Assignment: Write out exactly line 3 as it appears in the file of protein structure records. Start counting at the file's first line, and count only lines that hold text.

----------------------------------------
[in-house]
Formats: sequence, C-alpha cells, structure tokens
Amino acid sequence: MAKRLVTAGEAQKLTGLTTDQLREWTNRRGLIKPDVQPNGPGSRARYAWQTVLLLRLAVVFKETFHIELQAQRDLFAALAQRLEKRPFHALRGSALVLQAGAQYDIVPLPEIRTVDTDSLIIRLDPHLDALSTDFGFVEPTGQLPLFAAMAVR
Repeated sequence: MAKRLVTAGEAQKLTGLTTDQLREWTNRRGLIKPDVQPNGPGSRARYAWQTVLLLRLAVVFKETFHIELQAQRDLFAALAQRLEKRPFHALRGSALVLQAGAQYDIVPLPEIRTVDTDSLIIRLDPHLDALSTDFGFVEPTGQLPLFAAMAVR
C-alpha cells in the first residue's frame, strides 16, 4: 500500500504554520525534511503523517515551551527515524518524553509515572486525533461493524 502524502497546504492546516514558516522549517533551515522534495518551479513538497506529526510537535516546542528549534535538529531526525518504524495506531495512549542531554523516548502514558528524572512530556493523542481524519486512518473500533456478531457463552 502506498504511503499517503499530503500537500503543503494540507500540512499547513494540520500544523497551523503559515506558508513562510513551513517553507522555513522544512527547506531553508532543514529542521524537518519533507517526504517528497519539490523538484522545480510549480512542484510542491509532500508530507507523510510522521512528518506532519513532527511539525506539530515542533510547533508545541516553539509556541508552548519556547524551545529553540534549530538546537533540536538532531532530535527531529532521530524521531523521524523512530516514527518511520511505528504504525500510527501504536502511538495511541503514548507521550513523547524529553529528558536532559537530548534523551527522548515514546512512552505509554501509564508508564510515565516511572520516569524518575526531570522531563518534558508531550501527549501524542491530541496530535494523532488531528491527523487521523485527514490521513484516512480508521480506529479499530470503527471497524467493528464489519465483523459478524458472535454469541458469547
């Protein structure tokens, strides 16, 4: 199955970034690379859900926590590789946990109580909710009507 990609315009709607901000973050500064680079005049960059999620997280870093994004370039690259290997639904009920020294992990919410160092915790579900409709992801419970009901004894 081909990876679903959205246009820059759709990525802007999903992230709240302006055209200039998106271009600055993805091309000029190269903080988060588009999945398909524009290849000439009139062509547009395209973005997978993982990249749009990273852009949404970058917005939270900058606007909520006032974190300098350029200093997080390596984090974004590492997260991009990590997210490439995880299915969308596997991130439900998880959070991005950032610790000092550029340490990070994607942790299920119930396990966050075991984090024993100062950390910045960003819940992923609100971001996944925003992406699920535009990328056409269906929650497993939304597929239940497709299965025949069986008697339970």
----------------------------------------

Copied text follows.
Amino acid sequence: MAKRLVTAGEAQKLTGLTTDQLREWTNRRGLIKPDVQPNGPGSRARYAWQTVLLLRLAVVFKETFHIELQAQRDLFAALAQRLEKRPFHALRGSALVLQAGAQYDIVPLPEIRTVDTDSLIIRLDPHLDALSTDFGFVEPTGQLPLFAAMAVR